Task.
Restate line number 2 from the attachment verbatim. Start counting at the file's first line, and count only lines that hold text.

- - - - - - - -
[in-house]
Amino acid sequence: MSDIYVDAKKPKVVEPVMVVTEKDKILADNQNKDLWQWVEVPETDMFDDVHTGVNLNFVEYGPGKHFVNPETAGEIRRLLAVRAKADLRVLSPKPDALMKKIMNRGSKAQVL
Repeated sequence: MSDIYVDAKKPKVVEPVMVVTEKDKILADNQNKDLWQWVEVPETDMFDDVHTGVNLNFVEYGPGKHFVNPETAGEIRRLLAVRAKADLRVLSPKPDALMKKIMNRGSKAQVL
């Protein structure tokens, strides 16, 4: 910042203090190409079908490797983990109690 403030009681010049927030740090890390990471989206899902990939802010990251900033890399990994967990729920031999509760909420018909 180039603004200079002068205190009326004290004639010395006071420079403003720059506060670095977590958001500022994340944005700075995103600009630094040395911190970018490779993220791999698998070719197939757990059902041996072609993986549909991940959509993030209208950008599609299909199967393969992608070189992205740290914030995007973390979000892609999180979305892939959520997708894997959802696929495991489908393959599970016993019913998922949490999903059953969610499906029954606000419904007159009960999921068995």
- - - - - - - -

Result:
Amino acid sequence: MSDIYVDAKKPKVVEPVMVVTEKDKILADNQNKDLWQWVEVPETDMFDDVHTGVNLNFVEYGPGKHFVNPETAGEIRRLLAVRAKADLRVLSPKPDALMKKIMNRGSKAQVL